My friend John Kennedy was kind enough to pass along an article from CIO magazine called Soft Skills for CIOs and Aspiring CIOs: Four Ways to Boost Your Emotional Intelligence. The article talks about the importance of emotional intelligence and soft skills for all IT workers, from developers to CIOs. It goes on to talk about the four ways to boost your emotional intelligence including:
- Learn to Take Responsibility – Taking responsibility is defined as taking ownership to the extent you can for the situations in your life and creating the best from that.
- Take a Public Speaking Course – Author Jim Clemmer claims the ability to verbalize, persuade and influence are tightly interwoven in what is at the heart of emotional intelligence and the work of influencing or relating to others.
- Practice Yoga and Meditation – Yoga and meditation achieve mindfulness by using attention on breath as a tool to enable relaxed awareness, focus and objectivity.
- Take an Improv Class – Improv illustrate what gives emotional intelligence such importance—people need people. “Fundamentally you can’t do much in life alone” said Richard Boyatzis, one of the well known EI researchers interviewed for the article.
I would not have included items 2 and 4 in my own list but cannot argue with them being important. I also liked this quote from the article (the empasis is mine):
“Although we may think we don’t or shouldn’t bring our emotional selves to work, the truth is a bit different. For one thing, people want to hire, promote and simply be around people they like, those who are confident, even-keeled, optimistic, committed, trustworthy.”
I’ve heard a lot of reasons for improving your emotional intelligence but never heard it put quite this way. I do think it is absolutely true; people want to hire, promote and hang around with people they like. Likability and charisma are just as important to career advancement as those certifications and other technical skills.
I think it goes a little beyond like-ability. Simply put, IT professionals need to be able to play nice with others, specifically those on the business side. Few IT professionals are isolated anymore. Even the entry level developers need to communicate and build relationships with business analysts, project managers, end users, and even sponsors and clients. Emotional intelligence and soft skills are necessary to be effective.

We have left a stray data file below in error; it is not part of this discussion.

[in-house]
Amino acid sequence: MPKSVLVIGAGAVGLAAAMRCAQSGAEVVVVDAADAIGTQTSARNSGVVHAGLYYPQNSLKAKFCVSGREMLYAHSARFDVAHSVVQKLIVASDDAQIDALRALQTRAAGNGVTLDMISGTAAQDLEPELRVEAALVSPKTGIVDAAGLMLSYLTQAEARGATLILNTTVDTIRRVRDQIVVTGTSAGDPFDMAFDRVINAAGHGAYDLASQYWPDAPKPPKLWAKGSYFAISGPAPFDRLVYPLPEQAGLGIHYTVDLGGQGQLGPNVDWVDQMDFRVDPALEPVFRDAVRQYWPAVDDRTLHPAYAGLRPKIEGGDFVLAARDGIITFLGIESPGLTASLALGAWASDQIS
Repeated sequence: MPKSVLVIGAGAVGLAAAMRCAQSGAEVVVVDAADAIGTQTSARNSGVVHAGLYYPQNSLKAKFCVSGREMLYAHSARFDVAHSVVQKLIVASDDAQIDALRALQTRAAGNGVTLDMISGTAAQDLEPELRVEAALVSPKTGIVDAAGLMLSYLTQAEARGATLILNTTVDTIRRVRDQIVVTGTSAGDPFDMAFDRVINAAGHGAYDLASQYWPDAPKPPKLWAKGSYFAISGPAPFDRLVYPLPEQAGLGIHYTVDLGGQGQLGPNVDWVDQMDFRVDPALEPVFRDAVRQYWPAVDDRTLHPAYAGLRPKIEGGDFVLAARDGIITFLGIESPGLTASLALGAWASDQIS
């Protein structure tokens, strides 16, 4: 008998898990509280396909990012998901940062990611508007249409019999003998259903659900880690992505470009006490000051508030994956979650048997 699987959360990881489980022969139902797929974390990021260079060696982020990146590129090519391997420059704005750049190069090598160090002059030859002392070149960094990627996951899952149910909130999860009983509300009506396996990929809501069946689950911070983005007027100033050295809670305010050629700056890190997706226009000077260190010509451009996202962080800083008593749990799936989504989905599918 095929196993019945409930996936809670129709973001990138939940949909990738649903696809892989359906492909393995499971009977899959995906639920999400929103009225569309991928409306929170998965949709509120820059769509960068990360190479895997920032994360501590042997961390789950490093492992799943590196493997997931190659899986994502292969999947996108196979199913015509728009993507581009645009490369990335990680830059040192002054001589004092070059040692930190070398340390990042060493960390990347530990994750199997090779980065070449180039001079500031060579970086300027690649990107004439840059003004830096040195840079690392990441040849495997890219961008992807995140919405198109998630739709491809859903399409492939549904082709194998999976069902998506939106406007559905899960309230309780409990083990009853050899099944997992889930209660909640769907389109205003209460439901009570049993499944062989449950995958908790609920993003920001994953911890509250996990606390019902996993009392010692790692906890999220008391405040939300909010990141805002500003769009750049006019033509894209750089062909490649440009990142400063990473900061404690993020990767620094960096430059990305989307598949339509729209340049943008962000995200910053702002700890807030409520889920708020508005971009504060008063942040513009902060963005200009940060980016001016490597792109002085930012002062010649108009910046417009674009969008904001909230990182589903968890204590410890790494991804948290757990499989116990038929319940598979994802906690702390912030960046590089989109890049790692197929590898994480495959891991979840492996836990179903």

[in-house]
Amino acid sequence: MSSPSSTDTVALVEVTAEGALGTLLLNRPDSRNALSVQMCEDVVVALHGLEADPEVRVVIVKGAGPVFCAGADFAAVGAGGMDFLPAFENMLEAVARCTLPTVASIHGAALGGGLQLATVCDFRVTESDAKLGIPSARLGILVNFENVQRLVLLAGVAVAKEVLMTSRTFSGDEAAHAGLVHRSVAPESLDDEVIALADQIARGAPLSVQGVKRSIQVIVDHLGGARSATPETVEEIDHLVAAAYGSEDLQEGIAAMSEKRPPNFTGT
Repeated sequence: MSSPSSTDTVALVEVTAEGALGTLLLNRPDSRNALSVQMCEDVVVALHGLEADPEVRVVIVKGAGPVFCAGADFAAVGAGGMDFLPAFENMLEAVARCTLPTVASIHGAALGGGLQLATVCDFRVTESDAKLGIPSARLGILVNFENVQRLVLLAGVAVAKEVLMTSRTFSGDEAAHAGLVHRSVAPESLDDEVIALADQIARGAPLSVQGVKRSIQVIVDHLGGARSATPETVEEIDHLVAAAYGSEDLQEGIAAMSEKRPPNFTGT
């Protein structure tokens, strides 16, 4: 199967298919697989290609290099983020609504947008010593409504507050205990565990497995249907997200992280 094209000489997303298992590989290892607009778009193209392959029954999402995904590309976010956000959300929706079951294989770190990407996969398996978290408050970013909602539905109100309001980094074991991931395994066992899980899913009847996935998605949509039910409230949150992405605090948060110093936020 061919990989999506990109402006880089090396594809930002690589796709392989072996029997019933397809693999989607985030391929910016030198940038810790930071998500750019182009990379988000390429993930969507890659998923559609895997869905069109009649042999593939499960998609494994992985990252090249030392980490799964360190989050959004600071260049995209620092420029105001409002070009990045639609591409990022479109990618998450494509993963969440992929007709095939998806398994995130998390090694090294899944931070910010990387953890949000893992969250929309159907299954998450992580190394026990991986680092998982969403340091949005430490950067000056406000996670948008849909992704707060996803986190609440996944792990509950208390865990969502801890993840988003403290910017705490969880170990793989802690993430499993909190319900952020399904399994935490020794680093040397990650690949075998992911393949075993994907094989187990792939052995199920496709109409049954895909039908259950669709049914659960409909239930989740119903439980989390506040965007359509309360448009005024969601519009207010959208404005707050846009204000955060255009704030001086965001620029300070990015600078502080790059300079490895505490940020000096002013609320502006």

Barbara Brown of Brown Wood Fish reminded me of some of the frustrations we had suffered through with problematic technology people in our shared dot.com past. She also reminded me of the Saturday Night Live skit “Nick Burns – Your Company’s Computer Guy”. Nick Burns was a computer support technician played by Jimmy Fallon. He was smart but smarmy and condescending to everyone he was supposed to help. The skit was funny to a lot of people because they knew people who behaved exactly like Nick. It was funny on TV, but, in the words of Borat “not so much” in the workplace.
I have been intrigued by this recent interest in emotional intelligence by IT professionals. I first noticed it at my workshops; folks would comment that the course was not just for project managers, that all IT professionals would enjoy it. I’ve met with a number of IT Managers to discuss what they believe is behind this recent interest. At least at CNA and Tellabs, the interest is coming from the top down; the IT leadership is driving it.
It will be interesting to see where this interest in emotional intelligence leads. For my part, I am tailoring some of my emotional intelligence to be more relavent to IT professionals.
If you have comments on Soft Skills for IT Professionals, I love to hear them.